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 Partnerships With Other Federal Agencies

Note: EPA no longer updates this information, but it may be useful as a reference or resource.

 

EPA has established partnerships with other federal agencies; these collaborations include the following programs:

Image: Energy Star logoENERGY STAR – This is a joint program between EPA and the Department of Energy (DOE). The program helps Americans save money and protect the environment through energy-efficient products and practices. Introduced by EPA in 1992, ENERGY STAR is a voluntary labeling program designed to identify and promote energy-efficient products to reduce greenhouse gas emissions. Today, more than 40 percent of the American public recognizes the ENERGY STAR label, which is on major appliances, office equipment, lighting, home electronics, and more. EPA has extended the label to cover new homes and commercial and industrial buildings. Through its partnerships with more than 8,000 private and public organizations, ENERGY STAR delivers the technical information and tools that organizations and consumers need to choose energy-efficient solutions and best management practices.

Image: SERDP logoThe Strategic Environmental Research and Development Program (SERDP) – This program’s goal is to transfer technology from research to full-scale use and from government agencies to the private sector. It focuses on the early stages of the Research and Development Continuum and serves as the Department of Defense’s (DoD’s) environmental science and technology program, which was planned and executed in full partnership with EPA and DOE, with participation by other federal and nonfederal organizations. Representatives from DoD, EPA, DOE, and the U.S. Coast Guard sit on the 12-member council that manages SERDP.

To address the high-priority issues confronting the Army, Navy, Air Force, and Marines, SERDP concentrates on cross-service requirements and pursues high-risk/high-payoff solutions to DoD’s toughest environmental problems. The four areas of the program are:

  • Environmental restoration
  • Munitions management
  • Sustainable infrastructure
  • Weapons systems and platforms

Within these areas, SERDP targets cleanup, compliance, conservation, and pollution prevention technologies. The program partners provide locations, facilities, and mechanisms for applied research, comparative demonstrations, and comprehensive evaluations.

Image: ESTCP logoThe Environmental Security Technology Certification Program (ESTCP) – This program focuses on the middle and later stages of the continuum. It is DoD’s environmental technology demonstration and validation program, whose goal is to identify, demonstrate, and validate promising technologies that address DoD’s highest priority environmental requirements. The program promotes innovative, cost-effective environmental technologies through demonstrations at DoD facilities and sites. These technologies provide a return on investment through improved efficiency, reduced liability, and direct-cost savings.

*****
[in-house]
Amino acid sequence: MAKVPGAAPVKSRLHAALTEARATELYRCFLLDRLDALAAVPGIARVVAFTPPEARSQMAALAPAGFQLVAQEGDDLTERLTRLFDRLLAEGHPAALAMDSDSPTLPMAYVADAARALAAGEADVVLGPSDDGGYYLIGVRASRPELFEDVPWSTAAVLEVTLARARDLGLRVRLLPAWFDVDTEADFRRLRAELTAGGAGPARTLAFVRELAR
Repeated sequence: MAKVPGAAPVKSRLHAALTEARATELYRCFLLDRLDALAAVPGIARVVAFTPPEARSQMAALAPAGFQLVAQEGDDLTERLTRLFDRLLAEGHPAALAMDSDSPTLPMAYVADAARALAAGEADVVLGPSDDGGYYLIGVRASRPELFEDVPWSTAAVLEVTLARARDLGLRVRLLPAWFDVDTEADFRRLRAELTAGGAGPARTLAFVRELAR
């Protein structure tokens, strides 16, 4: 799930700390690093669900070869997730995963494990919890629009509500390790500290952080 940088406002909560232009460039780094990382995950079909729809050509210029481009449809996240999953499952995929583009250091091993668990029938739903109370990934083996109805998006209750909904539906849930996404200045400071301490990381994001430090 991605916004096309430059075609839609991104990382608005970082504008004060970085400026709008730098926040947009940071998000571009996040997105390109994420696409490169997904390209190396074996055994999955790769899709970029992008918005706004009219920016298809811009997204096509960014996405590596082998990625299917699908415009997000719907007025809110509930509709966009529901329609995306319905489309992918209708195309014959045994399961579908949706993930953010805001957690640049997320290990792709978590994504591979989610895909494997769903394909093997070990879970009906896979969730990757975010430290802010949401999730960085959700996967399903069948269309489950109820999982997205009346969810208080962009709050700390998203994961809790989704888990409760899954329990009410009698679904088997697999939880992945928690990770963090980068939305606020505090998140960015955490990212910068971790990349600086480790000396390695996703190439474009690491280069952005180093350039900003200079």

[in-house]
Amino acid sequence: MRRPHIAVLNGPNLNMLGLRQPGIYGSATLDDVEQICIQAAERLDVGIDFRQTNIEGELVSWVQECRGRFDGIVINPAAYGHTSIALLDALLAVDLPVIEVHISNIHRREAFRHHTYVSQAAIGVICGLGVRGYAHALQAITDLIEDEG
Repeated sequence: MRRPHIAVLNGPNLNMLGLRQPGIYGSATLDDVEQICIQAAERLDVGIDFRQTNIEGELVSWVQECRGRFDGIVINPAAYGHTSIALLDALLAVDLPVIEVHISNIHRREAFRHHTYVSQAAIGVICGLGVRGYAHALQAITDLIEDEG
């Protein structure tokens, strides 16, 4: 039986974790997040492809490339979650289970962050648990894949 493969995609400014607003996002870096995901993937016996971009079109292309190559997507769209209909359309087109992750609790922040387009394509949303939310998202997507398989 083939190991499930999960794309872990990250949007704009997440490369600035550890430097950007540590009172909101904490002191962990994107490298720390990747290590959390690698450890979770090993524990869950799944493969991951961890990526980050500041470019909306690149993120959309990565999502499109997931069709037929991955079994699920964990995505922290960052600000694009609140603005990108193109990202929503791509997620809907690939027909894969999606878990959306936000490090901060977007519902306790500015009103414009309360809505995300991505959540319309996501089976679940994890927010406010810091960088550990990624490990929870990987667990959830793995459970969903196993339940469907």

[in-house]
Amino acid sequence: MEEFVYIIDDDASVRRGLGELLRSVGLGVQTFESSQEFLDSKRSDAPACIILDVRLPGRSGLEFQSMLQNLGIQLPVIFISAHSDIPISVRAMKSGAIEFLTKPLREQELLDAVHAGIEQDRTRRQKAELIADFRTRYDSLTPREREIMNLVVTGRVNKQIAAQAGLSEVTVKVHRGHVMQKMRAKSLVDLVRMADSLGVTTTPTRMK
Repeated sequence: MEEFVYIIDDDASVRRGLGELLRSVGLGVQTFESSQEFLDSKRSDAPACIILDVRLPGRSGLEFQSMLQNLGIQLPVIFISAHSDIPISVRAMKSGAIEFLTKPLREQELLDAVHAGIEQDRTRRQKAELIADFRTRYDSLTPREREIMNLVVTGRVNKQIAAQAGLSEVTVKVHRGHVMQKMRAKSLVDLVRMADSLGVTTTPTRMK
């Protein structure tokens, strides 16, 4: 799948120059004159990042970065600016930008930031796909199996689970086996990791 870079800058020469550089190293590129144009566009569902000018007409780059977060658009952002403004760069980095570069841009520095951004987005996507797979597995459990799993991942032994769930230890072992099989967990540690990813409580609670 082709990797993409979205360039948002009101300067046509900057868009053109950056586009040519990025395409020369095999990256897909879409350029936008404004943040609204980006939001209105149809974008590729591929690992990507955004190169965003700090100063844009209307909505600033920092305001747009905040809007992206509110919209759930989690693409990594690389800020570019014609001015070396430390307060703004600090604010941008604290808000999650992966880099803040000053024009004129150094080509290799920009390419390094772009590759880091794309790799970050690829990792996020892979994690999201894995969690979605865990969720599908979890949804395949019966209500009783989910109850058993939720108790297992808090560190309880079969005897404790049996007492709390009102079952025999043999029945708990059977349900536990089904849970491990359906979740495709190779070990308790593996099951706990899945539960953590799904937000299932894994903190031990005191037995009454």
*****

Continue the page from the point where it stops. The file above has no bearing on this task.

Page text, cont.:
ESTCP selects laboratory-proven technologies with broad DoD applications for rigorous field trials and documents the cost, performance, and market potential. The demonstrations address DoD environmental needs in these areas:

  • Environmental restoration
  • Munitions management
  • Sustainable infrastructure
  • Weapons systems and platforms

In July 1999, DoD and EPA signed a memorandum of agreement (MOA) to facilitate closer cooperation and coordination on joint technology verification efforts. The MOA built a partnership between DoD’s ESTCP and EPA’s Environmental Technology Verification programs. This agreement was designed to help companies that develop innovative technologies accelerate their penetration into markets of interest to both EPA and DoD.

Image: FRTR logoFederal Remediation Technologies Roundtable (FRTR) – This roundtable promotes interagency cooperation to advance the use of innovative technologies for the remediation of hazardous waste sites. It also leads the federal government’s efforts to transfer the benefits of these cooperative efforts to those who perform site remediation.

Subcommittee on Water Availability and Quality (SWAQ) – This subcommittee was formed to advise and assist the Committee on Environment and Natural Resources and the National Science and Technology Council on policies, procedures, plans, issues, scientific developments, and research needs related to the availability and quality of water resources of the United States.

See Also

Energy Star

Strategic Environmental Research and Development Program (SERDP) Exit EPA Disclaimer

Research and Development Continuum

Environmental Security Technology Certification Program (ESTCP) Exit EPA Disclaimer

Environmental Technology Verification Program

Federal Remediation Technologies Roundtable (FRTR)

A Strategy for Federal Science and Technology to Support Water Availability and Quality in the United States (PDF) (46 pp, 3.11 MB)

Subcommittee on Water Availability and Quality (SWAQ) Exit EPA Disclaimer

 


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